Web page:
Flanking the center tower on the western façade the north and south wings each have seven bays of steel windows at the basement, first and second floor levels. There are exit doors located in the bay closest to the tower at the basement level. These windows are identical to those on the eastern façade except that the windows above the basement exit ways are six panes wide by four panes high.
Hasbrouck Laboratory was constructed in 1950 and was the first major structure to be built within the campus center- then known as the “central park” – bounded by Stockbridge Road on the east and Ellis (Olmsted) Drive on the west. The site was located along North Pleasant and adjacent to the concentration of buildings extending west from Goessmann Laboratory. Ultimately, construction at this site represented a shift in the policy of the institution’s Campus Planning Committee, first established in 1932 by President Thatcher. The principle of an inner zone of “general use” buildings had been followed since the early 1900s, however, the central lowlands of this development had been cultivated as a pastoral landscape. Although records of the site selection process have not been located, it may be assumed that the choice of a prominent and preserved open space was intended to showcase the institution’s scientific advancement.
Hasbrouck may be considered the first significant modern structure on the institution’s campus. Although there are virtually no distinctions in the building’s construction technology from other projects of the period (concrete and steel frame) the exterior form was a clear departure from the Georgian Revival style influencing the dormitory construction. Such a distinction was not uncommon to this period of post-WWII campus architecture, when science facilities often embraced the symbolic connotations of modern design, while residential construction adopted the historic.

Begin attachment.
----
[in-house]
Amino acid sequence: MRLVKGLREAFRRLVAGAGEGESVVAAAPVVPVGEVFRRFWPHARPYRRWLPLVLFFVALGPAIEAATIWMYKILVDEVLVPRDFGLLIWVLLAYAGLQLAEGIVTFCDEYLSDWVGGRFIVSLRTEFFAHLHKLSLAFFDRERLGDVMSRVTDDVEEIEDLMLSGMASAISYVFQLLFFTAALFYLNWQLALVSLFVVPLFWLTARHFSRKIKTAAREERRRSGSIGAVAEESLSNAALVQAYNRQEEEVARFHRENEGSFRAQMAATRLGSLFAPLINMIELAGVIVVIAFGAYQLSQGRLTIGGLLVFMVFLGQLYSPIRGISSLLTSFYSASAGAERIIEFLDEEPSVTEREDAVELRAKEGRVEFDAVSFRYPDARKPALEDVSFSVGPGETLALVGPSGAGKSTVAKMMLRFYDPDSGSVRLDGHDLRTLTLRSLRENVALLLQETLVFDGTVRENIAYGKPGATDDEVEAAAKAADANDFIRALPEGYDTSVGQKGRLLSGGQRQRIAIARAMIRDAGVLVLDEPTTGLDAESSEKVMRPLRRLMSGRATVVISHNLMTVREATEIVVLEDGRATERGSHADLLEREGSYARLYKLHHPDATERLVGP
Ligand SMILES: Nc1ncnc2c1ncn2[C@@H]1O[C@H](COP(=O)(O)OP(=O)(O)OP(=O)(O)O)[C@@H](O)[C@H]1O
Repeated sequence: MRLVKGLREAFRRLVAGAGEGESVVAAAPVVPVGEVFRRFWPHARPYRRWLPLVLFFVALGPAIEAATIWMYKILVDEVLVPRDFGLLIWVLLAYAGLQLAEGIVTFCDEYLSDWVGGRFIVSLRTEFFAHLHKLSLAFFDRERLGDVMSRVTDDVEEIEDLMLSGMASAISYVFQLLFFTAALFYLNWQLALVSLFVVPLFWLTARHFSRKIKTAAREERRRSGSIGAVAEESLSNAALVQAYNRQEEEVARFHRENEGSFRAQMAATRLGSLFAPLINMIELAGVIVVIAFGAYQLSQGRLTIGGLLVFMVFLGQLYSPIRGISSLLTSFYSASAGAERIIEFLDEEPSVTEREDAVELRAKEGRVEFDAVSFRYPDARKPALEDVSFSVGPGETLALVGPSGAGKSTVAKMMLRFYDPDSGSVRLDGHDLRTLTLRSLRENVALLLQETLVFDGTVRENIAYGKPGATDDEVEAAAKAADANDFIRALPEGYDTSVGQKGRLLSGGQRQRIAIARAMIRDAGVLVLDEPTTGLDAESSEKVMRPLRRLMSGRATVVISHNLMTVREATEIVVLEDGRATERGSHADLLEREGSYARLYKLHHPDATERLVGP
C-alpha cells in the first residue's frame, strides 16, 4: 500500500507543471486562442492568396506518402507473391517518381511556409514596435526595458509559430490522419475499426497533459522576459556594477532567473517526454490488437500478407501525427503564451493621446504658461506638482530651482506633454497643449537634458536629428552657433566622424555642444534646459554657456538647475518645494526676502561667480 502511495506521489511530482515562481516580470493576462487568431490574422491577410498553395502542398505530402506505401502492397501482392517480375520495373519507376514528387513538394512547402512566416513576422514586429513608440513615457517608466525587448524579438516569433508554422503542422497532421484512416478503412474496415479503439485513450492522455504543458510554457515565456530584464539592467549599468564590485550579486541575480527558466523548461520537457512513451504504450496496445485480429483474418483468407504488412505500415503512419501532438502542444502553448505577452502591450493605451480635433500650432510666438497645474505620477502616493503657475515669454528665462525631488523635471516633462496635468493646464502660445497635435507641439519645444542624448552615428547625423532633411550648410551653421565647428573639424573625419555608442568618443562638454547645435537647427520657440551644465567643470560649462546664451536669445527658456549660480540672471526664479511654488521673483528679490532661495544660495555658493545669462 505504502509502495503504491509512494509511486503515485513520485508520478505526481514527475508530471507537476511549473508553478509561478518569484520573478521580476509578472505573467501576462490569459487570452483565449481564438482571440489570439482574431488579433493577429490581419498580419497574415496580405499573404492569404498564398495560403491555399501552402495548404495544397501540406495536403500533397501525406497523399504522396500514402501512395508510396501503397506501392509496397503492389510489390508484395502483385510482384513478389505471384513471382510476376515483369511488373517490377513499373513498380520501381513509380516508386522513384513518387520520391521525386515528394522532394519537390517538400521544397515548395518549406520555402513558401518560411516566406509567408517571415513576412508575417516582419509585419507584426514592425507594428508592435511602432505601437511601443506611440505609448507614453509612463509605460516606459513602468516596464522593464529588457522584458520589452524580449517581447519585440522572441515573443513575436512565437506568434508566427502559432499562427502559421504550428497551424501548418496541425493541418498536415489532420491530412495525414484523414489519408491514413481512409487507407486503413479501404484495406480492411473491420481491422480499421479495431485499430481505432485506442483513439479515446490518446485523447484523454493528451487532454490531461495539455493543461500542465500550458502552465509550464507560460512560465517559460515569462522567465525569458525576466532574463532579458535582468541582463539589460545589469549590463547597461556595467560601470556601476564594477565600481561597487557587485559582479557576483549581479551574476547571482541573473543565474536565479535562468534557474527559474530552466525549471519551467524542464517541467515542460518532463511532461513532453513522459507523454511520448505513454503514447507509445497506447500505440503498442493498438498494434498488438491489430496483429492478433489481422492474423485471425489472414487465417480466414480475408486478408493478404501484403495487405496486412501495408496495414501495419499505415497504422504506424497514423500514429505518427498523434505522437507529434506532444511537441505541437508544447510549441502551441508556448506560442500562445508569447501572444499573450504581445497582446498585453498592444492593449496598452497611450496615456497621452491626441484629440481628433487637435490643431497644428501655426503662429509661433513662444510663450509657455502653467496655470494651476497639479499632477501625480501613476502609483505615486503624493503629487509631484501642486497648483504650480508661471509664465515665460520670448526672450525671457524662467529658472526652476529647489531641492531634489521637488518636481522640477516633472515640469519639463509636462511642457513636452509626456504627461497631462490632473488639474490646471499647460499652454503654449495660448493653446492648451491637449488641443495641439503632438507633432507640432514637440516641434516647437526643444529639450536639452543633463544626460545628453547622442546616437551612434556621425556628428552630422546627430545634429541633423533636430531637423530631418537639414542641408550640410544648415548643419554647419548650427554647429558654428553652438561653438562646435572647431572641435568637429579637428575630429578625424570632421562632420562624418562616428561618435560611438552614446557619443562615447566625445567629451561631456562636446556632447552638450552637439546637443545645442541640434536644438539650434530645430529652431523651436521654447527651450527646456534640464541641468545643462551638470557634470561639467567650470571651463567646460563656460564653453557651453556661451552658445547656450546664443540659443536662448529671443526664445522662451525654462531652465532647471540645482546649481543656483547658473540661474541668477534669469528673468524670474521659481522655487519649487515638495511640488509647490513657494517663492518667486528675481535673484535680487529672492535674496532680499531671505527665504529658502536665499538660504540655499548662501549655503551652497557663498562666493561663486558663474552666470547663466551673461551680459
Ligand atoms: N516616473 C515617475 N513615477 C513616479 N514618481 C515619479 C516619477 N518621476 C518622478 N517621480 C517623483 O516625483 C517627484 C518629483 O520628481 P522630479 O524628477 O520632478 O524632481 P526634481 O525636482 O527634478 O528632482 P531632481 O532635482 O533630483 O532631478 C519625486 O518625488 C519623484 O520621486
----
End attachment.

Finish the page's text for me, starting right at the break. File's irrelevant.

Despite the building’s potentially intrusive location on the landscape, the original surroundings were incorporated into the design. The front façade was rectangular in composition and reinforced the North Pleasant Street corridor and historic elm allée. However, the central block of the west elevation is a half circle in plan, with nearly continuous windows at the upper levels to offer unmatched panoramas of the central park. An elevated rear terrace and retaining wall (no longer extant) also offered an immediate exterior overlook for the pond landscape.
The older section of the building was designed by William Roger Greeley (of Kilham, Hopkins, Greeley, and Brodie) to blend into Skinner Hall and the other brick neo-Georgian buildings of the period, and features a then-novel circular classroom.
Naming of the building
Hasbrouck Laboratory was named after Philip Bevier “Billy” Hasbrouck, Professor of Mathematics and Physics (1870-1924) and University Registrar (1905–24).
- From the Massachusetts Historical Commission, UMass Amherst Building Survey reports (2009).
- For additional information, consult the University Archives (RG 36/101).